This low-code approach to development gives organizations the flexibility to structure teams and deploy technologies that don’t require extensive coding expertise. It empowers “citizen developers,” employees (often without a technical background) who can create new applications or programs from a corporate or collective code base, system, or structure. When the need for fluency in a particular programming language is eliminated it’s easier to capture the logic held by employees and incorporate their creative vision and institutional knowledge into a project.
Additionally, when low-code is combined with Agile processes, it allows development and IT leaders to manage the input from cross-functional teams and better control the quality of application development without losing control of business-wide standards and IT practices. A low-code approach involves both people and processes to address current and future app development challenges. As common app development tasks are streamlined, low-code empowers increased productivity, reducing IT dependency and empowering business users to take increased ownership of the development and maintenance of their own applications.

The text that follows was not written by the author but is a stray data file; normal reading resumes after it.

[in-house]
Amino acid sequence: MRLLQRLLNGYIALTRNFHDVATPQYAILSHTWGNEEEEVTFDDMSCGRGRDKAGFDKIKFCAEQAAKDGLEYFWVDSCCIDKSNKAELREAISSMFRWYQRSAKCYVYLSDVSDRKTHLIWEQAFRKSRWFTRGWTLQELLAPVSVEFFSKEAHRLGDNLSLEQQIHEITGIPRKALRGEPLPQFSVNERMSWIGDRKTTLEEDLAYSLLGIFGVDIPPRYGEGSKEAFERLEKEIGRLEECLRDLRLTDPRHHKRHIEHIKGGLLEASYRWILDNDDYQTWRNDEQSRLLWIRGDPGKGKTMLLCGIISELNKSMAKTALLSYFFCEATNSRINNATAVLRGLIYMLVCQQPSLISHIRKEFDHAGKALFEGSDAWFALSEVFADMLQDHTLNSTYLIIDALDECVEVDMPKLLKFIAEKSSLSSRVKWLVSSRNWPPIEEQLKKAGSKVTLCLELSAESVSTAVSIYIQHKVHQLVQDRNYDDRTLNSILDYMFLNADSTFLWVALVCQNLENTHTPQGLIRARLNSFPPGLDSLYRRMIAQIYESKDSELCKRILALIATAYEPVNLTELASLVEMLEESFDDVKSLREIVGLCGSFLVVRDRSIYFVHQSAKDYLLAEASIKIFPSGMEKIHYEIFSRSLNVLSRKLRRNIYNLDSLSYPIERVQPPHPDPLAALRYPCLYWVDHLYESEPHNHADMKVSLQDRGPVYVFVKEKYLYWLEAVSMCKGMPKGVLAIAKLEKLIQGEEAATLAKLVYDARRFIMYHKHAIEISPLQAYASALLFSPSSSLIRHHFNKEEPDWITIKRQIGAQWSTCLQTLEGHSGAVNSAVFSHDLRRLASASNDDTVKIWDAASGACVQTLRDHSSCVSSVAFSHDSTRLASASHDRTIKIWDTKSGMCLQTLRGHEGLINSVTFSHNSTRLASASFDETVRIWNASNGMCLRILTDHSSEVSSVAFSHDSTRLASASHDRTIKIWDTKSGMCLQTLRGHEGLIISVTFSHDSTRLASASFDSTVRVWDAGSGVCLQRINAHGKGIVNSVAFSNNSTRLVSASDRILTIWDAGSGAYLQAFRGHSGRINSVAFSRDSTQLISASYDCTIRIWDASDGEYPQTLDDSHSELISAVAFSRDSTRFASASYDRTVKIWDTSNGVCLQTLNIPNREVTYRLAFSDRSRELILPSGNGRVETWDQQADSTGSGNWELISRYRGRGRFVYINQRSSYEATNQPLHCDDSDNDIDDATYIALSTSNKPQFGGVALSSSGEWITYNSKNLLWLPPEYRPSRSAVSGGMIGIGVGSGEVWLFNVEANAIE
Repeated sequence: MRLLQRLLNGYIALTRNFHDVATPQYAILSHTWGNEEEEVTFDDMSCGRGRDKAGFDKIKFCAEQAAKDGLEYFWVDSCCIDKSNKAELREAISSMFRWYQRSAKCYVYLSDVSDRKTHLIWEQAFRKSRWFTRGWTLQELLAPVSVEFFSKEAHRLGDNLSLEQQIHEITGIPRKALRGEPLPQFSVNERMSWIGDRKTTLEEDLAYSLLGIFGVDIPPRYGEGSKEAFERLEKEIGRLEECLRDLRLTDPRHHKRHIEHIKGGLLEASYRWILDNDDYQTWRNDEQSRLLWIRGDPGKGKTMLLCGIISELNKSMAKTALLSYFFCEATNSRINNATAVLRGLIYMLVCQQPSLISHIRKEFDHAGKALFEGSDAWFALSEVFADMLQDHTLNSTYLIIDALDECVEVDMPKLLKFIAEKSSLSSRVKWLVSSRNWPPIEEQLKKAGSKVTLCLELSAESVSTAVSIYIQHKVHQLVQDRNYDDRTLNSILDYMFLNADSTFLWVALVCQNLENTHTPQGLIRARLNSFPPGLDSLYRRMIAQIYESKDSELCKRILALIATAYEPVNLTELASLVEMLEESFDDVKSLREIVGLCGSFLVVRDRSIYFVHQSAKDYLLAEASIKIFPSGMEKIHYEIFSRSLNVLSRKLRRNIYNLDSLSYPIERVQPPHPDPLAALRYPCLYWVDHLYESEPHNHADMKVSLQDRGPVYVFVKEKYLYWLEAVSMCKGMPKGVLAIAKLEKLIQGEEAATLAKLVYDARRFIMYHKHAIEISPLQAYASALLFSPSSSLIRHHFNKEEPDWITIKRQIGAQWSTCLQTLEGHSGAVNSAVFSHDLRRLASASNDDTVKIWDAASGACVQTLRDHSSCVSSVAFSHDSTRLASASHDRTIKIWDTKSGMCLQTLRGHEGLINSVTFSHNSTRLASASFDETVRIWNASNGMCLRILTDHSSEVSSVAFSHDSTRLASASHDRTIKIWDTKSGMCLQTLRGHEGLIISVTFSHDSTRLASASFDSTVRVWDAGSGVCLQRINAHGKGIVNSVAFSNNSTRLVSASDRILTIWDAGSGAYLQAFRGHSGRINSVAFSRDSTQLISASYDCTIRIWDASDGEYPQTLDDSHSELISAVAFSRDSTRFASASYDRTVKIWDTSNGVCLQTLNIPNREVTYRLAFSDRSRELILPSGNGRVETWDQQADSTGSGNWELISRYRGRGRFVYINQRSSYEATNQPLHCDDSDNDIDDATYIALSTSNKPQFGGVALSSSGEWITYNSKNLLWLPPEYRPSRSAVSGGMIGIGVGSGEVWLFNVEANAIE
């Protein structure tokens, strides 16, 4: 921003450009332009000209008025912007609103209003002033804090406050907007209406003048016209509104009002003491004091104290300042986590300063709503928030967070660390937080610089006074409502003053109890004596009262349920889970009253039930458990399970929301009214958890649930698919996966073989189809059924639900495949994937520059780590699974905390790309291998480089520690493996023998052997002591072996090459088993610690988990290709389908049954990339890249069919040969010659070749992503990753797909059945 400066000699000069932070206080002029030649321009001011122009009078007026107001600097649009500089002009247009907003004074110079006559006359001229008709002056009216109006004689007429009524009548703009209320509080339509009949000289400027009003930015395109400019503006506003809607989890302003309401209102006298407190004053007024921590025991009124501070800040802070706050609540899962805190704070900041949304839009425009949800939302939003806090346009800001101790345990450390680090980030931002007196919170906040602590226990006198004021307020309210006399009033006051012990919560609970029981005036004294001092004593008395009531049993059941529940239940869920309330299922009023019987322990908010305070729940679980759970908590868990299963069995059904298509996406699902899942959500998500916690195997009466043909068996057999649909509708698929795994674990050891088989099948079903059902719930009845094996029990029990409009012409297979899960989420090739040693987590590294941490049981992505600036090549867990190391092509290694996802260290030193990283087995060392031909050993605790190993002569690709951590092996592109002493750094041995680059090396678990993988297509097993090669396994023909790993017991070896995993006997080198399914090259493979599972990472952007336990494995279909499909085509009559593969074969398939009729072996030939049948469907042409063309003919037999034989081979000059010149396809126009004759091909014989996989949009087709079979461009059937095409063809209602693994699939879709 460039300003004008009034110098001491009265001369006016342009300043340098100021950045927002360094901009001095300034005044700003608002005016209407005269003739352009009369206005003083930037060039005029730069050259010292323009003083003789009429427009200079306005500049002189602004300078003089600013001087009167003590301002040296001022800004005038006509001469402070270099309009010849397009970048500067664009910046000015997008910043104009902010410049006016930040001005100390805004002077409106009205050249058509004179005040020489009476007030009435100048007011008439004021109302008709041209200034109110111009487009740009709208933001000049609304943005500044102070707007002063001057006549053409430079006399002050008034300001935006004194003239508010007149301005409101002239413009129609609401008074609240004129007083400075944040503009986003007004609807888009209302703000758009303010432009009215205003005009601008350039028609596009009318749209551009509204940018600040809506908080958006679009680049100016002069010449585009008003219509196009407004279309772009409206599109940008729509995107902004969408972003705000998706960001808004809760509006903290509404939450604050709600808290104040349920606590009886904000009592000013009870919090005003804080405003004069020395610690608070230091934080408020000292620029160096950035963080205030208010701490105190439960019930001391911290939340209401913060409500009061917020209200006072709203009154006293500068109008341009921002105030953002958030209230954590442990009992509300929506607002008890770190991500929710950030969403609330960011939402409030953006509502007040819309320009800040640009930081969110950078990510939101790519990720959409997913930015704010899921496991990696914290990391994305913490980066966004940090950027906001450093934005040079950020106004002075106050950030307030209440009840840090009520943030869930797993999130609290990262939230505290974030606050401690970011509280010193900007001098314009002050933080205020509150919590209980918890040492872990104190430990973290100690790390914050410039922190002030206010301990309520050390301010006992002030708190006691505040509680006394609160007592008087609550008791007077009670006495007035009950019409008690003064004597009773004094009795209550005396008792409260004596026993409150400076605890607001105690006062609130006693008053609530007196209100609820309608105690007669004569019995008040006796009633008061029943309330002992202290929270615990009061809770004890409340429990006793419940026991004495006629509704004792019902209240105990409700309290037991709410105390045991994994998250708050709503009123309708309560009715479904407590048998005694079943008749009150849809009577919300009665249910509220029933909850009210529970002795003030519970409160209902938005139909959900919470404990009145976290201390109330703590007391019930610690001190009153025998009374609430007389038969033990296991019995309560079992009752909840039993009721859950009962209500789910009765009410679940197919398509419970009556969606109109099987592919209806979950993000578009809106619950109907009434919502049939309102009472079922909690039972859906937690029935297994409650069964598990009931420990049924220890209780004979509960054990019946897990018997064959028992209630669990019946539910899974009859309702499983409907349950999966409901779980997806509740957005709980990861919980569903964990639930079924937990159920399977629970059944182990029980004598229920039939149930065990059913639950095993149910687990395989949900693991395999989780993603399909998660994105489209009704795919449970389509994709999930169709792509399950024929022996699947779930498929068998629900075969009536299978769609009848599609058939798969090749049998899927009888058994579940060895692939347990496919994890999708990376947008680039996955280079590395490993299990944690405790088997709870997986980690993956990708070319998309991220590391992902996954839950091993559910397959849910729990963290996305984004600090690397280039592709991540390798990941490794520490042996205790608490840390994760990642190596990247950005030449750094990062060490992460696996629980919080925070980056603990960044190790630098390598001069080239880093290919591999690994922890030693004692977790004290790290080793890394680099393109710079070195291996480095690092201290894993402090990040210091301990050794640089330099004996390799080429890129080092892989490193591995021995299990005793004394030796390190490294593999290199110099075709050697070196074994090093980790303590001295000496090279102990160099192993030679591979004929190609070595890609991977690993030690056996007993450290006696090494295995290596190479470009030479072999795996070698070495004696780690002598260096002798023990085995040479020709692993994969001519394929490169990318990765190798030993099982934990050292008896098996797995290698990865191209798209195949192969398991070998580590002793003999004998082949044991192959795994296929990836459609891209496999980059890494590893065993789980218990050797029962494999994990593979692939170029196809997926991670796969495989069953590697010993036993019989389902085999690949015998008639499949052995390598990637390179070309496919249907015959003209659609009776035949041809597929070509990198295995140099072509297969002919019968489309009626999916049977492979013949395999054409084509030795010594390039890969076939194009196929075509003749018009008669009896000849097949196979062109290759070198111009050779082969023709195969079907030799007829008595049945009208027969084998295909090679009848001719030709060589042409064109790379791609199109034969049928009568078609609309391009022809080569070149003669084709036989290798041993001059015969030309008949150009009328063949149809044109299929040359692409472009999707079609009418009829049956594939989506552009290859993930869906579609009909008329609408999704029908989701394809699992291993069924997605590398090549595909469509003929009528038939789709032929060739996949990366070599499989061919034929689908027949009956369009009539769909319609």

Shifting to a low-code approach doesn’t have to be painful
For organizations that are already looking to leverage the valuable knowledge held by individual workers or that currently work in an agile manner, moving to a low-code approach is the next logical progression. Steps to take include:
- Gain leadership buy-in on a low-code approach that recalibrates technology to cater towards a more inclusive way of working and bring non-technical business people into the app development process.